- 15. Feinberg DR, Jones BC, Law Smith MJ, Moore FR, DeBruine LM, et al. (2006) Menstrual cycle, trait estrogen level, and masculinity preferences in the human voice. Horm Behav 49: 215–222. doi: 10.1016/j.yhbeh.2005.07.004
- 16. Feinberg DR (2008) Are human faces and voices ornaments signaling common underlying cues to mate value? Evol Anthropol 17: 112–118. doi: 10.1002/evan.20166
- 17. Hughes SM, Dispenza F, Gallup GGJ (2004) Ratings of voice attractiveness predict sexual behavior and body configuration. Evol Hum Behav 25: 295–304. doi: 10.1016/j.evolhumbehav.2004.06.001
- 18. Fant CGM (1960) Acoustic theory of speech production. The Hague: Mouton.
- 19. Stevens KN (1998) Acoustic phonetics. Cambridge, MA: MIT Press.
- 20. Peterson GE, Barney HL (1952) Control methods used in a study of the vowels. J Acoust Soc Am 24: 175–184. doi: 10.1121/1.1906875
- 21. Henton CG, Bladon RAW (1985) Breathiness in normal female speech: Inefficiency versus desirability. Lang Commun 5: 221–227. doi: 10.1016/0271-5309(85)90012-6
- 22. Klatt DH, Klatt LC (1990) Analysis, synthesis, and perception of voice quality variations among female and male talkers. J Acoust Soc Am 87: 820–857. doi: 10.1121/1.398894
- 23. Södersten M, Lindestad P-Å (1990) Glottal closure and perceived breathiness during phonation in normally speaking subjects. J Speech Hear Res 33: 601–611.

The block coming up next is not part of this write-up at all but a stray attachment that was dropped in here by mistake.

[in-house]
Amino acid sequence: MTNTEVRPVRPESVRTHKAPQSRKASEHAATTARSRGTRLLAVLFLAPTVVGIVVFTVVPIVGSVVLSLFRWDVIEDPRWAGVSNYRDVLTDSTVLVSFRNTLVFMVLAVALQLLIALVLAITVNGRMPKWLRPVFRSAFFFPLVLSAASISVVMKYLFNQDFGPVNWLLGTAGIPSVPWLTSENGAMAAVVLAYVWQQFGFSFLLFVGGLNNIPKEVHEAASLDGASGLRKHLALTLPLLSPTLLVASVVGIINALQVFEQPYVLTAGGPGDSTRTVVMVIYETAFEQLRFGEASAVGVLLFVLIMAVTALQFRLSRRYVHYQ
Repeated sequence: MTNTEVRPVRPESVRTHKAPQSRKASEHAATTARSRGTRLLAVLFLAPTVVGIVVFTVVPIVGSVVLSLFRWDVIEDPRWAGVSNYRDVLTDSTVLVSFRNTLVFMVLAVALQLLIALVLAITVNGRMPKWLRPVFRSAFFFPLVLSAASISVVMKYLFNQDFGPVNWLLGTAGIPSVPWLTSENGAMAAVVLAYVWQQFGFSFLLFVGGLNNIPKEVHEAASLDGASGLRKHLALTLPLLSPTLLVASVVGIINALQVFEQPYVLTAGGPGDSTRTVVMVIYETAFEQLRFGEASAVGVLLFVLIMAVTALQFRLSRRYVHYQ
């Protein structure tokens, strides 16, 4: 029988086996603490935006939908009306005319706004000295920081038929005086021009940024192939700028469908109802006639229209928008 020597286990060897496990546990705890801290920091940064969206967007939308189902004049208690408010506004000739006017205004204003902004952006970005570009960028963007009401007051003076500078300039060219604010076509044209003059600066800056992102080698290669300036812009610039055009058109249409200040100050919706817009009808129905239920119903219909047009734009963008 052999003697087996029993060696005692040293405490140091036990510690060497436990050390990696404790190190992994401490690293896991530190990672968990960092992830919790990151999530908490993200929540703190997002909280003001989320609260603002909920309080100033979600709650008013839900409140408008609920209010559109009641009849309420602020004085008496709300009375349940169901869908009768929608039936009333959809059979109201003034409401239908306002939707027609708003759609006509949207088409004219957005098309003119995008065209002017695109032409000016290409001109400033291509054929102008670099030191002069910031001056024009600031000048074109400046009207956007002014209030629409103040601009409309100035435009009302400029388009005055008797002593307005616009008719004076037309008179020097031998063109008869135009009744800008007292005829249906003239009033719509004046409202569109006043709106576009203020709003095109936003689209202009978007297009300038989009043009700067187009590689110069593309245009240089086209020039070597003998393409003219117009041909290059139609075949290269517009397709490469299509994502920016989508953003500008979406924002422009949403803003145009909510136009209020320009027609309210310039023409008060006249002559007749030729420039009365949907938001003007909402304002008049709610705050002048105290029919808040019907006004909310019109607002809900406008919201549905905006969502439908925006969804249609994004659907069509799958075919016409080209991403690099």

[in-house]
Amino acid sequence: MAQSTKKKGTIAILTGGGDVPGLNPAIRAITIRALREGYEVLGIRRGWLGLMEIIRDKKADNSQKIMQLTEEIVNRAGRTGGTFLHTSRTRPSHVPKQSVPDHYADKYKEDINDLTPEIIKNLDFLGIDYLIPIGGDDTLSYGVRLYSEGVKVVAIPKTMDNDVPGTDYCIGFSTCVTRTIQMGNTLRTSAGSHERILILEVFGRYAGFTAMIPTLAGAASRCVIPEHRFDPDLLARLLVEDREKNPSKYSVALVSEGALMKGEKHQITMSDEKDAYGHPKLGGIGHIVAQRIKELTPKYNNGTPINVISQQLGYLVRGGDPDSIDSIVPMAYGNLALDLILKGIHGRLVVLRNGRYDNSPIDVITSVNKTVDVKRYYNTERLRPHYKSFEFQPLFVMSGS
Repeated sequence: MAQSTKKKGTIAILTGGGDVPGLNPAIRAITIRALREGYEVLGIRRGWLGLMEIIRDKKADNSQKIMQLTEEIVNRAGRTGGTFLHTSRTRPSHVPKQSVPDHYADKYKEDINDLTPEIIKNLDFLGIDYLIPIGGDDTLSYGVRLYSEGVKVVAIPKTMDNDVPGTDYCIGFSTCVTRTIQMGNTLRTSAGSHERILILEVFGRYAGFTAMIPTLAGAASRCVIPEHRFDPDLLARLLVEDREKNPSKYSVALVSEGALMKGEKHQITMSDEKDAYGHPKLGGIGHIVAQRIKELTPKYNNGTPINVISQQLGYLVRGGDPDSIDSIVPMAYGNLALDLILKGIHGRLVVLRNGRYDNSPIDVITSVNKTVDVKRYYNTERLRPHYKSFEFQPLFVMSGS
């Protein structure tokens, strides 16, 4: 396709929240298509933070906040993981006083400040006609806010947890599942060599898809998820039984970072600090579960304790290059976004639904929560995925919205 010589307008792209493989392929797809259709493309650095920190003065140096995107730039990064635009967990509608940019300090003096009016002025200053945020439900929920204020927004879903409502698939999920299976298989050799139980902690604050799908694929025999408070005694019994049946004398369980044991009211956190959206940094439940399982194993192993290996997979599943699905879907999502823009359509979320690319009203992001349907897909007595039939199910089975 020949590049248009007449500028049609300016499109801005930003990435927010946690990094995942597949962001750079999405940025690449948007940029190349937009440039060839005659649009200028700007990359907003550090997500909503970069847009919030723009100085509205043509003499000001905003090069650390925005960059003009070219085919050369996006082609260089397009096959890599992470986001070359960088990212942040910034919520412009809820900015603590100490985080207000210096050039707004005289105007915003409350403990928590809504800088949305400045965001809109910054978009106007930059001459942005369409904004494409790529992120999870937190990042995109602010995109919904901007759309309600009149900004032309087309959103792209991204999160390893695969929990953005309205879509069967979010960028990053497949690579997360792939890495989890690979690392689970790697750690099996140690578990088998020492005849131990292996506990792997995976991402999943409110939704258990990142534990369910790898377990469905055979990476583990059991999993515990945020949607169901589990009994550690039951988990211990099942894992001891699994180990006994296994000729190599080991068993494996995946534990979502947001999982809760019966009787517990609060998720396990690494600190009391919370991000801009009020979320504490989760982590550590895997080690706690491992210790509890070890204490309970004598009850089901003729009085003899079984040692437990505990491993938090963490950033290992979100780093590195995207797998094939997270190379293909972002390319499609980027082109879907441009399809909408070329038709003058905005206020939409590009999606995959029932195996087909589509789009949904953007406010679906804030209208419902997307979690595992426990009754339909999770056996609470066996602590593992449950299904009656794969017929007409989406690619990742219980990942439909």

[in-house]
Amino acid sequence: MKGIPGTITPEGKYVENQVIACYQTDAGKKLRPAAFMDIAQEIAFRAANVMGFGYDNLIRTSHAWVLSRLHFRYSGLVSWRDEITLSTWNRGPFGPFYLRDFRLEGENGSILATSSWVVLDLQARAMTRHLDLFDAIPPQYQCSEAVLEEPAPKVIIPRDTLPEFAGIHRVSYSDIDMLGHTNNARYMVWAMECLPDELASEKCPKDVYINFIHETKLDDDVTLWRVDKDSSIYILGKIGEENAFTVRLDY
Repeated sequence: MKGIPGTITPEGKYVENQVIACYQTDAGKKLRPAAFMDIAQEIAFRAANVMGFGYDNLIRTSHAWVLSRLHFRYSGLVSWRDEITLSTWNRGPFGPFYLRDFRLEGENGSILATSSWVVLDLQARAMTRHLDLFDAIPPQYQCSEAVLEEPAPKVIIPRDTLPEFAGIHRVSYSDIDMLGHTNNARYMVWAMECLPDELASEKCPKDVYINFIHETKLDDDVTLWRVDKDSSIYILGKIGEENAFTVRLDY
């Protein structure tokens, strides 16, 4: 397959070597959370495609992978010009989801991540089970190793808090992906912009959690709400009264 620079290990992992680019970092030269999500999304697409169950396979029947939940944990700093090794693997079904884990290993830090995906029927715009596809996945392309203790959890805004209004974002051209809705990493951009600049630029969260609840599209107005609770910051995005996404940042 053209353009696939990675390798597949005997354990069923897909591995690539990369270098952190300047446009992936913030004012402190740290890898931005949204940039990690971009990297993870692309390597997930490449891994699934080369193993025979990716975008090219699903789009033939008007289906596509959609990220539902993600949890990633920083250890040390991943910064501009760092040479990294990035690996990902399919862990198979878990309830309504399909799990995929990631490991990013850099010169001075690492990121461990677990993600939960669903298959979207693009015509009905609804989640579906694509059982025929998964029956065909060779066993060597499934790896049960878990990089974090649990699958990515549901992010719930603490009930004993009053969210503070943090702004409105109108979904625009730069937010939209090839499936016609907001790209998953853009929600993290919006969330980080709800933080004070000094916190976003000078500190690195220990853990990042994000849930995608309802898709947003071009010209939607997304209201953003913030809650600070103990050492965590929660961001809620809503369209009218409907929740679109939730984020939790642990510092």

- 24. Hanson HM, Stevens KN, Kuo H-KJ, Chen MY, Slifka J (2001) Towards models of phonation. J Phon 29: 451–480. doi: 10.1006/jpho.2001.0146
- 25. Morton ES (1977) On the occurrence and significance of motivation-structural rules in some bird and mammal sounds. Am Nat 111: 855–869. doi: 10.1086/283219
- 26. Ohala JJ (1984) An ethological perspective on common cross-language utilization of F0 of voice. Phonetica 41: 1–16. doi: 10.1159/000261706
- 27. Chuenwattanapranithi S, Xu Y, Thipakorn B, Maneewongvatana S (2008) Encoding emotions in speech with the size code. Phonetica 65: 210–230. doi: 10.1159/000192793
- 28. Xu Y, Kelly A (2010) Perception of anger and happiness from resynthesized speech with size-related manipulations. Proceedings of the 5th International Conference on Speech Prosody (SP2010). Chicago, IL.
- 29. Hanson HM (1997) Glottal characteristics of female speakers: Acoustic correlates. J Acoust Soc Am 101: 466–481. doi: 10.1121/1.417991